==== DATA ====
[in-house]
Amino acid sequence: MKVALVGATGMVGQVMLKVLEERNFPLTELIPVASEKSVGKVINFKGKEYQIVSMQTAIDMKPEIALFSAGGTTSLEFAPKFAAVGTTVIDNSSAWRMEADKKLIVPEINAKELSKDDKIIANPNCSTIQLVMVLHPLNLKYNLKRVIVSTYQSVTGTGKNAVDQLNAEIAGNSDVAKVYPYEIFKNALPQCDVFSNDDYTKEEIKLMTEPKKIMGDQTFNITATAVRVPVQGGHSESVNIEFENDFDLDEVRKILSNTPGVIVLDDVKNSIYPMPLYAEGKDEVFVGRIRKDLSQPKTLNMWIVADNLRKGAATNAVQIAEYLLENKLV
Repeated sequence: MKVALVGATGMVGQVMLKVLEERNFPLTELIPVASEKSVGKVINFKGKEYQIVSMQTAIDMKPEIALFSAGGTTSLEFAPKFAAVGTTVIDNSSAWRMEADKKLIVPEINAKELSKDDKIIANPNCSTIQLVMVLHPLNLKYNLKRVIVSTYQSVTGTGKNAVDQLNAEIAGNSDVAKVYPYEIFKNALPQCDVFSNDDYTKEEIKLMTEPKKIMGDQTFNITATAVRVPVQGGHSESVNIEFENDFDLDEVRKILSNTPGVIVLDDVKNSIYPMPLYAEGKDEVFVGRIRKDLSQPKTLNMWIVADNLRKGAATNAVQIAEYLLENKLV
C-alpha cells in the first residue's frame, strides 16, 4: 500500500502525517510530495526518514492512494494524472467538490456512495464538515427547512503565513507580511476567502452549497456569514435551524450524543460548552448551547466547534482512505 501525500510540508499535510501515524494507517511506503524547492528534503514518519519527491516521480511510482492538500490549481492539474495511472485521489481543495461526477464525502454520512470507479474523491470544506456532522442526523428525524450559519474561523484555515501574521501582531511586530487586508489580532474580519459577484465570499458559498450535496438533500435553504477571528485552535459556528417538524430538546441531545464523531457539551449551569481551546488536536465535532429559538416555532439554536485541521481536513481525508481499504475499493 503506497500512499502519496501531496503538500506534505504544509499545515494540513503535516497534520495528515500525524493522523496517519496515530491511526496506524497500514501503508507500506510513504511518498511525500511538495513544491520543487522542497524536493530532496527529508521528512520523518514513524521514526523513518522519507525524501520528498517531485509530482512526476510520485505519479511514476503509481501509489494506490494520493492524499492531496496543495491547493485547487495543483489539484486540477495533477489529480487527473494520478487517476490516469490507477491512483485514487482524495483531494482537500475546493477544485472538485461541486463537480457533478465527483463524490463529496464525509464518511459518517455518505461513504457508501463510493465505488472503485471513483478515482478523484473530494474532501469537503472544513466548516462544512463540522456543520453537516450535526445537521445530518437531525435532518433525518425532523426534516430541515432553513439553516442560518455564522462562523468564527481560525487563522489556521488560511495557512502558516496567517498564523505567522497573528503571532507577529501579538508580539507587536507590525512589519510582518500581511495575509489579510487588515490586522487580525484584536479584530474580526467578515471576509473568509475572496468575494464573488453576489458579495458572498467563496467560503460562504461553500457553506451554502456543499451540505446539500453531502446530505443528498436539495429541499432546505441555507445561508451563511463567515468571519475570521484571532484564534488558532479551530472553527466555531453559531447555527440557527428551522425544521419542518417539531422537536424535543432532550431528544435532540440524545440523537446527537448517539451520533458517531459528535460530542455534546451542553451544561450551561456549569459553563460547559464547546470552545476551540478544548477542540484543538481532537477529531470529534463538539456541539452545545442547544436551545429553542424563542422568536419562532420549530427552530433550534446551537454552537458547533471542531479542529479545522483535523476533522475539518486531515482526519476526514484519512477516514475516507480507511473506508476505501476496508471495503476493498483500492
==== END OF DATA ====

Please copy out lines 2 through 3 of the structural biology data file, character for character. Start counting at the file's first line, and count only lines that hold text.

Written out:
Amino acid sequence: MKVALVGATGMVGQVMLKVLEERNFPLTELIPVASEKSVGKVINFKGKEYQIVSMQTAIDMKPEIALFSAGGTTSLEFAPKFAAVGTTVIDNSSAWRMEADKKLIVPEINAKELSKDDKIIANPNCSTIQLVMVLHPLNLKYNLKRVIVSTYQSVTGTGKNAVDQLNAEIAGNSDVAKVYPYEIFKNALPQCDVFSNDDYTKEEIKLMTEPKKIMGDQTFNITATAVRVPVQGGHSESVNIEFENDFDLDEVRKILSNTPGVIVLDDVKNSIYPMPLYAEGKDEVFVGRIRKDLSQPKTLNMWIVADNLRKGAATNAVQIAEYLLENKLV
Repeated sequence: MKVALVGATGMVGQVMLKVLEERNFPLTELIPVASEKSVGKVINFKGKEYQIVSMQTAIDMKPEIALFSAGGTTSLEFAPKFAAVGTTVIDNSSAWRMEADKKLIVPEINAKELSKDDKIIANPNCSTIQLVMVLHPLNLKYNLKRVIVSTYQSVTGTGKNAVDQLNAEIAGNSDVAKVYPYEIFKNALPQCDVFSNDDYTKEEIKLMTEPKKIMGDQTFNITATAVRVPVQGGHSESVNIEFENDFDLDEVRKILSNTPGVIVLDDVKNSIYPMPLYAEGKDEVFVGRIRKDLSQPKTLNMWIVADNLRKGAATNAVQIAEYLLENKLV